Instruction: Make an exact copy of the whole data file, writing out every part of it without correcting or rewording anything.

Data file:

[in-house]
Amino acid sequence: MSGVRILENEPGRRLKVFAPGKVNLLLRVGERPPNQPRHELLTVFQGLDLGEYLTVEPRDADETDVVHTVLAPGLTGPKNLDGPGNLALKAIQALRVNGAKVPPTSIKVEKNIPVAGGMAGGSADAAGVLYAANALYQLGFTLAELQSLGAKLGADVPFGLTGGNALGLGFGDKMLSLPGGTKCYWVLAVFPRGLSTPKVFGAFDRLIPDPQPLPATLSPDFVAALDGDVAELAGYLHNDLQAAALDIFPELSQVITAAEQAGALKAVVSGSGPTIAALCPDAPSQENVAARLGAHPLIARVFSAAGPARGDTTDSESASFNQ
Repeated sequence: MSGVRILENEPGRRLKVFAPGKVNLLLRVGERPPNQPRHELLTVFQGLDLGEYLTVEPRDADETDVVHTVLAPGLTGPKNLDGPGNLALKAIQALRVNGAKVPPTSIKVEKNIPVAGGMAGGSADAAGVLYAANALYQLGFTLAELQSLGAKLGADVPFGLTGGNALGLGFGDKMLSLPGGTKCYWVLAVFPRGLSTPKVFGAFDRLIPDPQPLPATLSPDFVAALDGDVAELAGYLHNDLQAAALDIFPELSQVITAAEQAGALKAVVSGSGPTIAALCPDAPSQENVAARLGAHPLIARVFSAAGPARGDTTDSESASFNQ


[in-house]
Amino acid sequence: MSGVRILENEPGRRLKVFAPGKVNLLLRVGERPPNQPRHELLTVFQGLDLGEYLTVEPRDADETDVVHTVLAPGLTGPKNLDGPGNLALKAIQALRVNGAKVPPTSIKVEKNIPVAGGMAGGSADAAGVLYAANALYQLGFTLAELQSLGAKLGADVPFGLTGGNALGLGFGDKMLSLPGGTKCYWVLAVFPRGLSTPKVFGAFDRLIPDPQPLPATLSPDFVAALDGDVAELAGYLHNDLQAAALDIFPELSQVITAAEQAGALKAVVSGSGPTIAALCPDAPSQENVAARLGAHPLIARVFSAAGPARGDTTDSESASFNQ
Repeated sequence: MSGVRILENEPGRRLKVFAPGKVNLLLRVGERPPNQPRHELLTVFQGLDLGEYLTVEPRDADETDVVHTVLAPGLTGPKNLDGPGNLALKAIQALRVNGAKVPPTSIKVEKNIPVAGGMAGGSADAAGVLYAANALYQLGFTLAELQSLGAKLGADVPFGLTGGNALGLGFGDKMLSLPGGTKCYWVLAVFPRGLSTPKVFGAFDRLIPDPQPLPATLSPDFVAALDGDVAELAGYLHNDLQAAALDIFPELSQVITAAEQAGALKAVVSGSGPTIAALCPDAPSQENVAARLGAHPLIARVFSAAGPARGDTTDSESASFNQ